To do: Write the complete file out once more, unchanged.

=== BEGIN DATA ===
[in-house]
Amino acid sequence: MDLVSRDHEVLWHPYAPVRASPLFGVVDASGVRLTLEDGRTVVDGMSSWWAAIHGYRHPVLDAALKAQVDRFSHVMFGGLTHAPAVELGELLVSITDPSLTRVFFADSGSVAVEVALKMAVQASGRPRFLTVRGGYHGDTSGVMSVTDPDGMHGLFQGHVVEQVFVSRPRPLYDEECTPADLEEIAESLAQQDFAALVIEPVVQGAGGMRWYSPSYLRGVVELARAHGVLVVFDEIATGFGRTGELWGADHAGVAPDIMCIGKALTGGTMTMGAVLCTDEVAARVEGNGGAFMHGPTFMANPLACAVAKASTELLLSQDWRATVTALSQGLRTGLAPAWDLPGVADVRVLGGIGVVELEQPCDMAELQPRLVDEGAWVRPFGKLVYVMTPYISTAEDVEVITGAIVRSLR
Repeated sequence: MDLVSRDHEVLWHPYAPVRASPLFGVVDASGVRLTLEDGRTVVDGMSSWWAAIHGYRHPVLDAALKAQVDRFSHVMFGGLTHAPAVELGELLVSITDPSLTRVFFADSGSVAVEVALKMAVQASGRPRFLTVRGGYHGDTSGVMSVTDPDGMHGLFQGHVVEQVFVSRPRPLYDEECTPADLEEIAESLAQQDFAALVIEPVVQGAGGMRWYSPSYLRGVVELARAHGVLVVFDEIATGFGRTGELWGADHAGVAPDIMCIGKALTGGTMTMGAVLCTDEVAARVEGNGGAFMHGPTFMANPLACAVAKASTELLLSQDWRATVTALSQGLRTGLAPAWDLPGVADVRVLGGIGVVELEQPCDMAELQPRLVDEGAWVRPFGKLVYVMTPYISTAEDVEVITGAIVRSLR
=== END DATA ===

[in-house]
Amino acid sequence: MDLVSRDHEVLWHPYAPVRASPLFGVVDASGVRLTLEDGRTVVDGMSSWWAAIHGYRHPVLDAALKAQVDRFSHVMFGGLTHAPAVELGELLVSITDPSLTRVFFADSGSVAVEVALKMAVQASGRPRFLTVRGGYHGDTSGVMSVTDPDGMHGLFQGHVVEQVFVSRPRPLYDEECTPADLEEIAESLAQQDFAALVIEPVVQGAGGMRWYSPSYLRGVVELARAHGVLVVFDEIATGFGRTGELWGADHAGVAPDIMCIGKALTGGTMTMGAVLCTDEVAARVEGNGGAFMHGPTFMANPLACAVAKASTELLLSQDWRATVTALSQGLRTGLAPAWDLPGVADVRVLGGIGVVELEQPCDMAELQPRLVDEGAWVRPFGKLVYVMTPYISTAEDVEVITGAIVRSLR
Repeated sequence: MDLVSRDHEVLWHPYAPVRASPLFGVVDASGVRLTLEDGRTVVDGMSSWWAAIHGYRHPVLDAALKAQVDRFSHVMFGGLTHAPAVELGELLVSITDPSLTRVFFADSGSVAVEVALKMAVQASGRPRFLTVRGGYHGDTSGVMSVTDPDGMHGLFQGHVVEQVFVSRPRPLYDEECTPADLEEIAESLAQQDFAALVIEPVVQGAGGMRWYSPSYLRGVVELARAHGVLVVFDEIATGFGRTGELWGADHAGVAPDIMCIGKALTGGTMTMGAVLCTDEVAARVEGNGGAFMHGPTFMANPLACAVAKASTELLLSQDWRATVTALSQGLRTGLAPAWDLPGVADVRVLGGIGVVELEQPCDMAELQPRLVDEGAWVRPFGKLVYVMTPYISTAEDVEVITGAIVRSLR